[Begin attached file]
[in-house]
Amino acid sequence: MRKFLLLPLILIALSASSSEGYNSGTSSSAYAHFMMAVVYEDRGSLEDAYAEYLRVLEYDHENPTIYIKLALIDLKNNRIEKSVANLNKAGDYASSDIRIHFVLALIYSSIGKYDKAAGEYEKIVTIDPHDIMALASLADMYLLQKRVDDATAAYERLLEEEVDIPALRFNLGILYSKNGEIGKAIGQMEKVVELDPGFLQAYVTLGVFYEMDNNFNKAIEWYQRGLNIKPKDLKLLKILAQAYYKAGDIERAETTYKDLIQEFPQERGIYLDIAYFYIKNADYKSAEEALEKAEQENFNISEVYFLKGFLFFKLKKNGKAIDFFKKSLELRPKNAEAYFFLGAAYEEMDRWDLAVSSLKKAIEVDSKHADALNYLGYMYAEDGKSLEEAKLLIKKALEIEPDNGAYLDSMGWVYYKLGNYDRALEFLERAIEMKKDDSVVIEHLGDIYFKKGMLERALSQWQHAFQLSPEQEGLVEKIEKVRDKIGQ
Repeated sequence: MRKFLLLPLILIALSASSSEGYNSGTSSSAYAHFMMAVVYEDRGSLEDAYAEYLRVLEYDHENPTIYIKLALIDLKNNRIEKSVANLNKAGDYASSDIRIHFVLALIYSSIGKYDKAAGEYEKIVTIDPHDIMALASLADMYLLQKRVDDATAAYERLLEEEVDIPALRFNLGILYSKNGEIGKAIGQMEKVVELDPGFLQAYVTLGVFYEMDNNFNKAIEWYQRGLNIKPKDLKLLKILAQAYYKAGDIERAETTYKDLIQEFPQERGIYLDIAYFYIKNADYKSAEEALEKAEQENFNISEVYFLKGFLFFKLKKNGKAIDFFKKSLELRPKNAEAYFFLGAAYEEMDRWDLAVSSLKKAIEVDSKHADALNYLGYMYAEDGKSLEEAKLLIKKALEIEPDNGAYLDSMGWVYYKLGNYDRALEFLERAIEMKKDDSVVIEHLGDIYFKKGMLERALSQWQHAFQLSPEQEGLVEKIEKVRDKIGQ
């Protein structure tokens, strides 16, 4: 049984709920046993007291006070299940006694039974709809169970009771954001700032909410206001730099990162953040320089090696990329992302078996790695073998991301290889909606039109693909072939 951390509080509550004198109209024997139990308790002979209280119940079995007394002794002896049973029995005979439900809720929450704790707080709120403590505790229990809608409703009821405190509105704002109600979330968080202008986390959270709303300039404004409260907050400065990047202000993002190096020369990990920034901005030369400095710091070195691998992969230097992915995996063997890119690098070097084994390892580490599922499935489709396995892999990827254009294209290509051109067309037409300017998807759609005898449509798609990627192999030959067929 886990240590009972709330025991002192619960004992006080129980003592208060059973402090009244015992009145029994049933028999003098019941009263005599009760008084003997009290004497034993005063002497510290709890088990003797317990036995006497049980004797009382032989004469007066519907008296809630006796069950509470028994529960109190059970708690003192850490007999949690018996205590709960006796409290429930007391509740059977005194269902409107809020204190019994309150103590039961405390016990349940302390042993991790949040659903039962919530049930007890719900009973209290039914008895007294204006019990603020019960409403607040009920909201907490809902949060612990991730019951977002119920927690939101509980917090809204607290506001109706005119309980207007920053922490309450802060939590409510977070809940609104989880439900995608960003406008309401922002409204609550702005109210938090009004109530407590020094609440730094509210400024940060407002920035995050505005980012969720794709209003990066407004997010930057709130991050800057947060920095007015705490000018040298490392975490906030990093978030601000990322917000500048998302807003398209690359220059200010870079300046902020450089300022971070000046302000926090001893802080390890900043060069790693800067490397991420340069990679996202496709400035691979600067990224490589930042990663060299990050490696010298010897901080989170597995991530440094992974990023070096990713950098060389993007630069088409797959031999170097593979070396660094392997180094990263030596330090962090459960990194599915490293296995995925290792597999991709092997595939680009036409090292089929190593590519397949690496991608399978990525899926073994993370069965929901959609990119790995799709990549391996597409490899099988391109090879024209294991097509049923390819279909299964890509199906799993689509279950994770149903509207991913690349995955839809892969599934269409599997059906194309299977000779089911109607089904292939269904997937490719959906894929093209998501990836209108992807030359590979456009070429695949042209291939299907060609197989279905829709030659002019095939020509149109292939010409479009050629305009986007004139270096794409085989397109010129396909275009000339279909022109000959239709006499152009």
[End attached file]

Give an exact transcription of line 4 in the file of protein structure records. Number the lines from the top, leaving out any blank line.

């Protein structure tokens, strides 16, 4: 049984709920046993007291006070299940006694039974709809169970009771954001700032909410206001730099990162953040320089090696990329992302078996790695073998991301290889909606039109693909072939 951390509080509550004198109209024997139990308790002979209280119940079995007394002794002896049973029995005979439900809720929450704790707080709120403590505790229990809608409703009821405190509105704002109600979330968080202008986390959270709303300039404004409260907050400065990047202000993002190096020369990990920034901005030369400095710091070195691998992969230097992915995996063997890119690098070097084994390892580490599922499935489709396995892999990827254009294209290509051109067309037409300017998807759609005898449509798609990627192999030959067929 886990240590009972709330025991002192619960004992006080129980003592208060059973402090009244015992009145029994049933028999003098019941009263005599009760008084003997009290004497034993005063002497510290709890088990003797317990036995006497049980004797009382032989004469007066519907008296809630006796069950509470028994529960109190059970708690003192850490007999949690018996205590709960006796409290429930007391509740059977005194269902409107809020204190019994309150103590039961405390016990349940302390042993991790949040659903039962919530049930007890719900009973209290039914008895007294204006019990603020019960409403607040009920909201907490809902949060612990991730019951977002119920927690939101509980917090809204607290506001109706005119309980207007920053922490309450802060939590409510977070809940609104989880439900995608960003406008309401922002409204609550702005109210938090009004109530407590020094609440730094509210400024940060407002920035995050505005980012969720794709209003990066407004997010930057709130991050800057947060920095007015705490000018040298490392975490906030990093978030601000990322917000500048998302807003398209690359220059200010870079300046902020450089300022971070000046302000926090001893802080390890900043060069790693800067490397991420340069990679996202496709400035691979600067990224490589930042990663060299990050490696010298010897901080989170597995991530440094992974990023070096990713950098060389993007630069088409797959031999170097593979070396660094392997180094990263030596330090962090459960990194599915490293296995995925290792597999991709092997595939680009036409090292089929190593590519397949690496991608399978990525899926073994993370069965929901959609990119790995799709990549391996597409490899099988391109090879024209294991097509049923390819279909299964890509199906799993689509279950994770149903509207991913690349995955839809892969599934269409599997059906194309299977000779089911109607089904292939269904997937490719959906894929093209998501990836209108992807030359590979456009070429695949042209291939299907060609197989279905829709030659002019095939020509149109292939010409479009050629305009986007004139270096794409085989397109010129396909275009000339279909022109000959239709006499152009």